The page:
The plot of Silver Phoenix is really the center-point of the book. Like most classic fantasy it revolves around the quest Ai Ling is on and the people she meets and travels with. There has been a great deal of work put into the worldbuilding, and the connections with real Chinese culture through its religion, customs, and even food are bountifully evident. The characters deal with a lot of trouble, too, and Pon isn’t shy about putting her characters in danger. There never seems like an obvious way out, which I liked. The characters had to think, and I did too, but the way out was always a result of their cleverness and reaction, not coincidence. These fights do serve to disconnect the book, though. Like a lot of epic fantasy the story can seem like a series of side quests unrelated to the overall arc for a great part of the book. I think that fans of the genre will find the plotting excellent, though, because the side plots are enjoyable and do bring the protagonist closer to her final battle.

Ai Ling is the definition of a strong female character imo. She has flaws and strengths that are realistic, and her powers have pluses and minuses as well. She makes decisions based on logic and her gut, and everything seems to follow her characterization well. With such a strong lead it is harder to develop the people around her, and some of the lesser characters fall a bit flat because of it. Chen isn’t one of those, though. Chen is a great male role model, supportive without being overbearing or overprotective but still flawed. The romance that develops is realistic and lasting, not a love-at-first-glance surface relationship but a true partnership that strengthens both of them. However, they are still individuals as well, and the ending only served to underscore their connection as well as their individuality. If I had to find a flaw in the book, though, it would be with Zhong Ye. His motivations weren’t always apparent, and I was left feeling that his actions were a little off from his characterization. He needed some more time in developing who he is and why he acts as he does.

11 July 2012


Well, the read-a-thon is almost over, and I still haven't done a challenge!  So I picked the easy one sponsored  by The Reader Bee:

What is your most anticipated book for 2012?
(It can be an upcoming release, or one that's already been released.)

That one's easy:

I LOVE the riders of the apocalypse series, and I loved this book so much it's been really hard for me to write the review because words escape me!

And, since it's almost over, here's what I've accomplished:


Waiting on Wednesday: Throne of Glass by Sarah J. Maas

This is Breaking the Spine's Waiting for Wednesday, where bloggers post about a book they just can't wait to get their hands on! 

  Throne of Glass by Sarah J. Maas

August 7th 2012

After serving out a year of hard labor in the salt mines of Endovier for her crimes, 18-year-old assassin Celaena Sardothien is dragged before the Crown Prince. Prince Dorian offers her her freedom on one condition: she must act as his champion in a competition to find a new royal assassin.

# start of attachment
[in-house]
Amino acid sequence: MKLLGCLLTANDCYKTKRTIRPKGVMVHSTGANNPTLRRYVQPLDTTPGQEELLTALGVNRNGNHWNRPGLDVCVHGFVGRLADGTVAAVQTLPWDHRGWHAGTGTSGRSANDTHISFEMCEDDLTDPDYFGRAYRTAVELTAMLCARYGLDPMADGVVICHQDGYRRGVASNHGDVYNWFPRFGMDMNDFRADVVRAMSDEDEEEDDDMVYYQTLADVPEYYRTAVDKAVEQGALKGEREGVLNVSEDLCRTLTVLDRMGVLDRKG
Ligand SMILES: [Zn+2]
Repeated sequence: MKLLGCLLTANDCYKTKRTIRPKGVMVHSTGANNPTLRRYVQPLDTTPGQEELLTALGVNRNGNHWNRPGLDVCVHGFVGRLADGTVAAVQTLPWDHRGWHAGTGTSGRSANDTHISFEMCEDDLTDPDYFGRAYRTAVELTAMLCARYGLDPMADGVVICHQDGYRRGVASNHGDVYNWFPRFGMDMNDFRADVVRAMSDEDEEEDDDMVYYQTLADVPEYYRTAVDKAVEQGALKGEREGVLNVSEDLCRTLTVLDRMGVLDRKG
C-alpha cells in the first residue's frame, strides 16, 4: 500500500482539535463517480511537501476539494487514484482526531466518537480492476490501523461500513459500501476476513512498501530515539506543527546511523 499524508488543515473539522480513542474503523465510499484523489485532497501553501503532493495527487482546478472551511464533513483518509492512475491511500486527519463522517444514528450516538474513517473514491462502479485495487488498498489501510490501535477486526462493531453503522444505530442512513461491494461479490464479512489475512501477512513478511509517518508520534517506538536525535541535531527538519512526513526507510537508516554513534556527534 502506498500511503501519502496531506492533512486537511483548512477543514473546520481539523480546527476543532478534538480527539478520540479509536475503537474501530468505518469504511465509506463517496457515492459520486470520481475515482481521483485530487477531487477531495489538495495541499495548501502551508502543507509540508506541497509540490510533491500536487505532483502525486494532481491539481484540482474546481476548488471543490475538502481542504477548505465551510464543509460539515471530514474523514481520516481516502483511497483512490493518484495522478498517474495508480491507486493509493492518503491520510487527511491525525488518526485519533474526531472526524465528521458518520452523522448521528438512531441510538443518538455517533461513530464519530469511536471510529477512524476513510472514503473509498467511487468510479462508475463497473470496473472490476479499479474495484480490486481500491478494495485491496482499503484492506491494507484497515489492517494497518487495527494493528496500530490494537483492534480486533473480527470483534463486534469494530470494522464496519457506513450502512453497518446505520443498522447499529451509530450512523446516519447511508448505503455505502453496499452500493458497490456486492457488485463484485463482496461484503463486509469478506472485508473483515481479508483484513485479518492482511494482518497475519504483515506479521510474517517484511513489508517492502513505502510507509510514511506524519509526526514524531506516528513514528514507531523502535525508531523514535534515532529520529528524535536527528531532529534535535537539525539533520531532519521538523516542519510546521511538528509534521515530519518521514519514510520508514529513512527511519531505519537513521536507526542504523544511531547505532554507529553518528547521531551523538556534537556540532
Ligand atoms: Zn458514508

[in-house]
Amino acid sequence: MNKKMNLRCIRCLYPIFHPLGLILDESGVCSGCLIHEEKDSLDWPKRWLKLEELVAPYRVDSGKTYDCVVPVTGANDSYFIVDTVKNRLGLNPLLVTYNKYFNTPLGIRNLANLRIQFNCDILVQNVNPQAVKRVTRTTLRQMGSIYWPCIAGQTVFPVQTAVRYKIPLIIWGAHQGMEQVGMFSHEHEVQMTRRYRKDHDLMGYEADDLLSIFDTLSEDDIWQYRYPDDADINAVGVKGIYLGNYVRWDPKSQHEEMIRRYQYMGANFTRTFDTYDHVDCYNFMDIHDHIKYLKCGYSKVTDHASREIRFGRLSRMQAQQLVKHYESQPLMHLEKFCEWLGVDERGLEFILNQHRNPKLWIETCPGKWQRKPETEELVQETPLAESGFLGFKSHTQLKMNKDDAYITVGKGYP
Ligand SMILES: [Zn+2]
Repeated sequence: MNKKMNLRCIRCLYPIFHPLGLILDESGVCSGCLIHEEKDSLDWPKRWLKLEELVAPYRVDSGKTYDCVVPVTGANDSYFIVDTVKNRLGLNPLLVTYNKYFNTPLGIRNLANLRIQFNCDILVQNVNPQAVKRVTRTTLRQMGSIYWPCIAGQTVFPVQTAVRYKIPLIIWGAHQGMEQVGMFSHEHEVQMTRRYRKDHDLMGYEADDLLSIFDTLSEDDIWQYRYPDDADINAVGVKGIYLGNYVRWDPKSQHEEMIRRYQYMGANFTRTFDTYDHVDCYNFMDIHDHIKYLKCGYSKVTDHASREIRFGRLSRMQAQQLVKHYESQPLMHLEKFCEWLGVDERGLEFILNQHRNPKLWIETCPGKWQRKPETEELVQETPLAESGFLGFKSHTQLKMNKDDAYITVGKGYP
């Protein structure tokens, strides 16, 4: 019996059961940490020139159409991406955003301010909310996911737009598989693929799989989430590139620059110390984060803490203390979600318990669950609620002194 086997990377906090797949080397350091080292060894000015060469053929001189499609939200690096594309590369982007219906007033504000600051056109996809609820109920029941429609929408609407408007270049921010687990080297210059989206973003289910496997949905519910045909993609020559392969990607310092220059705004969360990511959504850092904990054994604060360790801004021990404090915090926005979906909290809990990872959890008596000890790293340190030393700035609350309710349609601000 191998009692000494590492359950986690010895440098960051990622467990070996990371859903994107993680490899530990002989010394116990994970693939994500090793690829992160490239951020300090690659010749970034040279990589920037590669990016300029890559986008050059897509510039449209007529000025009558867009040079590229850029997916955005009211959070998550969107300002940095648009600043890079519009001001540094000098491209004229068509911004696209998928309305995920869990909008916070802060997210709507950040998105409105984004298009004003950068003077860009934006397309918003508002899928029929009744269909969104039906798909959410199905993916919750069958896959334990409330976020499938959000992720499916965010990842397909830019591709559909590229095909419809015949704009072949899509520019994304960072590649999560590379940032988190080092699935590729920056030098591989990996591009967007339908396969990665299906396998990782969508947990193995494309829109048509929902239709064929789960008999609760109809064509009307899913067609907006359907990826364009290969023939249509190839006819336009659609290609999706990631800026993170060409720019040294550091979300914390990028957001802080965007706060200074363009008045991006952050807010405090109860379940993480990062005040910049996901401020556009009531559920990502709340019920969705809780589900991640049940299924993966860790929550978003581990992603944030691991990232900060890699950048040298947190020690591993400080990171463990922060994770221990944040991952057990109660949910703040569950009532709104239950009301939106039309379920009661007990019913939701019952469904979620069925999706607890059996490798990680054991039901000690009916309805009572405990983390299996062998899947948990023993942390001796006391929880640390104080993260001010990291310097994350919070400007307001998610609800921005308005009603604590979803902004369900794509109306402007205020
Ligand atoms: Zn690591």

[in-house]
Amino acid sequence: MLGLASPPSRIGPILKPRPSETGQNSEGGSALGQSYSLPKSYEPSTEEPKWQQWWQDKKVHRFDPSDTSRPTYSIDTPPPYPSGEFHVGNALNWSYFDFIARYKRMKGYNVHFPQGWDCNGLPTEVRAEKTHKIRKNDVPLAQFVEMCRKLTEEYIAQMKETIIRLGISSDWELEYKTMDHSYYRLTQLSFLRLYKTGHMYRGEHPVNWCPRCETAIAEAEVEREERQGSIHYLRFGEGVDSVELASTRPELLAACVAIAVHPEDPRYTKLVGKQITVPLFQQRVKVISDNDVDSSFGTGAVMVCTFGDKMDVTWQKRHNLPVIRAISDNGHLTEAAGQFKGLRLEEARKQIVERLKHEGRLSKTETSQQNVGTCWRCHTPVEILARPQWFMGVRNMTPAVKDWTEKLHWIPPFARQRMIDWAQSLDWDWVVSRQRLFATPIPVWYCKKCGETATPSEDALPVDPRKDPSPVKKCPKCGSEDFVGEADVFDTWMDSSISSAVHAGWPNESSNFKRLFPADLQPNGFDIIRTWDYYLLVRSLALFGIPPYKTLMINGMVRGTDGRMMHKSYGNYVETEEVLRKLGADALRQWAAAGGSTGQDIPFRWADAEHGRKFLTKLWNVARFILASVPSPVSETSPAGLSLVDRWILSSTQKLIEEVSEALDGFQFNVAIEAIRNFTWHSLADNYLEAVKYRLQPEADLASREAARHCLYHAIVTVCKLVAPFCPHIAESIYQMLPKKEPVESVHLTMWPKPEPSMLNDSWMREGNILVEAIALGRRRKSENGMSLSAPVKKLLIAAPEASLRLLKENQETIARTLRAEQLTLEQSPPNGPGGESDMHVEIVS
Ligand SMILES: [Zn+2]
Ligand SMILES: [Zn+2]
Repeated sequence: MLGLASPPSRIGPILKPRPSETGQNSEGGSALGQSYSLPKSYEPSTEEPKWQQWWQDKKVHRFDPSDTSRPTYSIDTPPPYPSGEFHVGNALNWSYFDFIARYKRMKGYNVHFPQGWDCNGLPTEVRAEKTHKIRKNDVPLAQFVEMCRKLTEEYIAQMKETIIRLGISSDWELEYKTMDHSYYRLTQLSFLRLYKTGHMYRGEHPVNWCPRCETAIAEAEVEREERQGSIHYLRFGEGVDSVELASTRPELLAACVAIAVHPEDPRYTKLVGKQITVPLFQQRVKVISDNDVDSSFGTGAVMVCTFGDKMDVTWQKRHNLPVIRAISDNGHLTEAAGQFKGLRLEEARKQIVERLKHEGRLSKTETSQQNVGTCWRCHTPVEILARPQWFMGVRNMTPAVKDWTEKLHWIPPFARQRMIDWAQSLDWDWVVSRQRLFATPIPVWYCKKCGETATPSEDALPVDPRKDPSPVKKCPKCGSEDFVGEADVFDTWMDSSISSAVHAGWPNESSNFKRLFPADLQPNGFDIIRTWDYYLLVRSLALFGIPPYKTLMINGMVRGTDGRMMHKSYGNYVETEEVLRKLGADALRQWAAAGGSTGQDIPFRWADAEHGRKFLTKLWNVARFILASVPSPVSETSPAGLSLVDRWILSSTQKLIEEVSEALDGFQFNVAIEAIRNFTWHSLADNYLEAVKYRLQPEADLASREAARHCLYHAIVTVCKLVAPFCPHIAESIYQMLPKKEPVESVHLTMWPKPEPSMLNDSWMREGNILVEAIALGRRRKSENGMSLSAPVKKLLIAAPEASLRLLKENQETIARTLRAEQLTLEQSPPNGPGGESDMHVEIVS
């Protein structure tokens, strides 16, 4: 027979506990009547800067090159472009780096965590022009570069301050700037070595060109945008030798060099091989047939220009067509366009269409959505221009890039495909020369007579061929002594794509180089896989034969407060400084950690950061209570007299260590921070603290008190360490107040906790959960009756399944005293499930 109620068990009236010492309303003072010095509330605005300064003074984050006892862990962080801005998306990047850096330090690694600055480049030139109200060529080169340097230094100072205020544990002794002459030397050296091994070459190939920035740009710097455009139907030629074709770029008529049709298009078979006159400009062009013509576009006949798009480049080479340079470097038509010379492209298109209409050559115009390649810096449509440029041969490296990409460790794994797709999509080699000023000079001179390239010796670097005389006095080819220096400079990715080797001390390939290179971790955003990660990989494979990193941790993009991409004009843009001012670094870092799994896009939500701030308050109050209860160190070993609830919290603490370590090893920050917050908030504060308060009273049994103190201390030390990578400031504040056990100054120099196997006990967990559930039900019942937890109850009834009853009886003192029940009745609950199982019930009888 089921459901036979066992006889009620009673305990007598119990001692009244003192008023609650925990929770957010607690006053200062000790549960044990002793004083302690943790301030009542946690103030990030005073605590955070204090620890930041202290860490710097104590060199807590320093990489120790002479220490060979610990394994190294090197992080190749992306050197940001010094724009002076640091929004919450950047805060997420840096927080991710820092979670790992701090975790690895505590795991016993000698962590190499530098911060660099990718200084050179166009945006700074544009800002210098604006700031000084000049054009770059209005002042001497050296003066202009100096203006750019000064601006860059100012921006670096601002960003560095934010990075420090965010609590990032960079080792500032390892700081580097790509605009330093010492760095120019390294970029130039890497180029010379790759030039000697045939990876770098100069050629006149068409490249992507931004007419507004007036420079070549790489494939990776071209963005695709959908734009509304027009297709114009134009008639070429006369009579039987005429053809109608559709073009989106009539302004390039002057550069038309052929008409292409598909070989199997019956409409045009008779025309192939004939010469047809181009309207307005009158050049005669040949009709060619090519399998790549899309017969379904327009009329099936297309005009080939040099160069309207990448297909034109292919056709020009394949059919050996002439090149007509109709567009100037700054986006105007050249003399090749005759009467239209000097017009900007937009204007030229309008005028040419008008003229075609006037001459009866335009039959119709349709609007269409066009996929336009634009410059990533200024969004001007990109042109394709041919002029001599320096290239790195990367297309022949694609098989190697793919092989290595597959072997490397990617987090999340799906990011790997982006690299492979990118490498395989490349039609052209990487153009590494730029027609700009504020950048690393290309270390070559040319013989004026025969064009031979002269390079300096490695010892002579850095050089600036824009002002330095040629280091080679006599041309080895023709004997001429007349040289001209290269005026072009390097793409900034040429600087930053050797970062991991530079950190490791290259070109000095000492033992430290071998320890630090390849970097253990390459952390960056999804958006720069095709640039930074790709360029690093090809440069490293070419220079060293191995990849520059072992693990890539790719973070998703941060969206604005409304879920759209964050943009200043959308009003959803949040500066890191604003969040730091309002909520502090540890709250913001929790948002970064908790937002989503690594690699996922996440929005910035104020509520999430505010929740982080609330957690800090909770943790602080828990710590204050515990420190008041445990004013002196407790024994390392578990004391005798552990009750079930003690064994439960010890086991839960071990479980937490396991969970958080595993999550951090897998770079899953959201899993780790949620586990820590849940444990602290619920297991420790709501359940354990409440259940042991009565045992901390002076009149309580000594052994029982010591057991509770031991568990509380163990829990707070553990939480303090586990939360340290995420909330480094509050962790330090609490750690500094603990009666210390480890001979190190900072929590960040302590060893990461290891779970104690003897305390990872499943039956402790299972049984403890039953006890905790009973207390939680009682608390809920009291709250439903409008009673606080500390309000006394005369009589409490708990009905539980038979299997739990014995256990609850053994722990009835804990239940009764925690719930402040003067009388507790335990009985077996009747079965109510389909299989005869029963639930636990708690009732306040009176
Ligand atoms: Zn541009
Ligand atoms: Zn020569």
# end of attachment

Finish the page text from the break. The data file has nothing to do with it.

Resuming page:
Her opponents are men—thieves and assassins and warriors from across the empire, each sponsored by a member of the kings council. If she beats her opponents in a series of eliminations, she’ll serve the kingdom for three years and then be granted her freedom.

Celaena finds her training sessions with the captain of the guard, Westfall, challenging and exhilirating. But she’s bored stiff by court life. Things get a little more interesting when the prince starts to show interest in her... but it’s the gruff Captain Westfall who seems to understand her best.

Then one of the other contestants turns up dead... quickly followed by another. Can Celaena figure out who the killer is before she becomes a victim? As the young assassin investigates, her search leads her to discover a greater destiny than she could possibly have imagined.

This sounds a lot like "Liar's Moon", I hope it's half as good!

09 July 2012


Finished book #1!  Off to write some quick review notes before I start another!

The Human by Janine K. Spendlove


Eirnin's silver eyes, now showing hints of bright yellow, widened in astonishment as he stared, transfixed, at the red blood dripping from the wound on Story's foot.

"What are you?"


A simple question with a not-so-simple answer for seventeen-year-old Story, who finds herself, a lone human, thrust in the middle of a war between creatures she once thought only existed in faerie tales.

I’m not usually one to read a self-published work, but I made an exception for The Human, and I’m glad I did. The book felt a lot like old Tolkien High Fantasy, with a vast sprawling world and epic races of characters. Add in a good dash of good old fashioned Wizard of Oz with its ‘need to get home’ premise and its throngs of characters centering around a naive central figure and you’ll be pretty close to the feeling of this book and its world.

The characterization in this book is a little wonky. Story is not consistenly written, feeling at times like a little girl with her “it’s not fair!” exclamations and at other times a seasoned adult. To be fair I feel this is a ‘Tolkienism’ so it wasn’t too annoying. I liked how the author took a common Mary Sue trope of ‘eyes changing with mood” and worked it into a raceo f characters in a way that didn’t make them seem overpowered. It’s something that’s pretty easy to get annoying quickly but I thought Eirnin skirted the line very well. The romance is set up pretty much from the beginning, and although it’s telegraphed with a big shiny neon sign the journey seemed pretty realistic and healthy. The other characters are fun and given enough characterization to serve their purpose. The plot has the pacing of Tolkien (glacial) but it works along with the feel of the world and the book. The major plot twist is telegraphed well in advance but it comes with a twist that works well.

In all I recommend this book to anyone who’s longing for the golden age of high fantasy with all its tropes and highlights but yearns for strong female characters to take center stage. If Tolkien annoys you, though, you may want to give this a pass. Myself, I’ve already pre-ordered book two.


Yay!  Sometime Sunday I hit 400 followers!  A giveaway is certainly in order!  I'll organize something in the morning, so watch for it!

08 July 2012

Once Upon a Readathon

I'm participating in the Once Upon a Read-a-Thon!  I hope to knock out some Netgalley reads I have outstanding:

We'll see how far I get!  I'm starting with Dust Girl, I've been really wanting to read it for a while now!